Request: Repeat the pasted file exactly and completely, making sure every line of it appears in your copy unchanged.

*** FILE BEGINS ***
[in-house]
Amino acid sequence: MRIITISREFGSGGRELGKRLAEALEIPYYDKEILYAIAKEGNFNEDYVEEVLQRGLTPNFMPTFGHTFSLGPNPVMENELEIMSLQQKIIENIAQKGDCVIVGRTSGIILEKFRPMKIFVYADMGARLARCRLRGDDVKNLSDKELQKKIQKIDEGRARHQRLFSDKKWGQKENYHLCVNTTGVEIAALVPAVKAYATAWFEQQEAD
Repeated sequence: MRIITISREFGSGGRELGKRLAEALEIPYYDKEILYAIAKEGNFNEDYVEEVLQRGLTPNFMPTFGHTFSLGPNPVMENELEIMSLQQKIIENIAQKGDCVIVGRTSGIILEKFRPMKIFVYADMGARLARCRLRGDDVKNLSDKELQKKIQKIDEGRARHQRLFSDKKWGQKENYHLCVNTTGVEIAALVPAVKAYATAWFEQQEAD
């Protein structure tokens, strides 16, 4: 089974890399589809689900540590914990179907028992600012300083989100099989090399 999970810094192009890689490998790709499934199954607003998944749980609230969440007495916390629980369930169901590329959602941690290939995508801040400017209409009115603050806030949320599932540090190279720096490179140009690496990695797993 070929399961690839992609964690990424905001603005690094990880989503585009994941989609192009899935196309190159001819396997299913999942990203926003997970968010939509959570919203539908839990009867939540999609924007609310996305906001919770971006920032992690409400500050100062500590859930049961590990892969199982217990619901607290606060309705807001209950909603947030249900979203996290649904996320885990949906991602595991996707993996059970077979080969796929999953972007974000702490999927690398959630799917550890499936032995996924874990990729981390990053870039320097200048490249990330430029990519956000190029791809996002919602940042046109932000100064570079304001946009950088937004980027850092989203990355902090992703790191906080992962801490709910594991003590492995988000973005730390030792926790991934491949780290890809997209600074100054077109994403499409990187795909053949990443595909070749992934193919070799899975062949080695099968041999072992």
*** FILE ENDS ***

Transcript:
[in-house]
Amino acid sequence: MRIITISREFGSGGRELGKRLAEALEIPYYDKEILYAIAKEGNFNEDYVEEVLQRGLTPNFMPTFGHTFSLGPNPVMENELEIMSLQQKIIENIAQKGDCVIVGRTSGIILEKFRPMKIFVYADMGARLARCRLRGDDVKNLSDKELQKKIQKIDEGRARHQRLFSDKKWGQKENYHLCVNTTGVEIAALVPAVKAYATAWFEQQEAD
Repeated sequence: MRIITISREFGSGGRELGKRLAEALEIPYYDKEILYAIAKEGNFNEDYVEEVLQRGLTPNFMPTFGHTFSLGPNPVMENELEIMSLQQKIIENIAQKGDCVIVGRTSGIILEKFRPMKIFVYADMGARLARCRLRGDDVKNLSDKELQKKIQKIDEGRARHQRLFSDKKWGQKENYHLCVNTTGVEIAALVPAVKAYATAWFEQQEAD
């Protein structure tokens, strides 16, 4: 089974890399589809689900540590914990179907028992600012300083989100099989090399 999970810094192009890689490998790709499934199954607003998944749980609230969440007495916390629980369930169901590329959602941690290939995508801040400017209409009115603050806030949320599932540090190279720096490179140009690496990695797993 070929399961690839992609964690990424905001603005690094990880989503585009994941989609192009899935196309190159001819396997299913999942990203926003997970968010939509959570919203539908839990009867939540999609924007609310996305906001919770971006920032992690409400500050100062500590859930049961590990892969199982217990619901607290606060309705807001209950909603947030249900979203996290649904996320885990949906991602595991996707993996059970077979080969796929999953972007974000702490999927690398959630799917550890499936032995996924874990990729981390990053870039320097200048490249990330430029990519956000190029791809996002919602940042046109932000100064570079304001946009950088937004980027850092989203990355902090992703790191906080992962801490709910594991003590492995988000973005730390030792926790991934491949780290890809997209600074100054077109994403499409990187795909053949990443595909070749992934193919070799899975062949080695099968041999072992």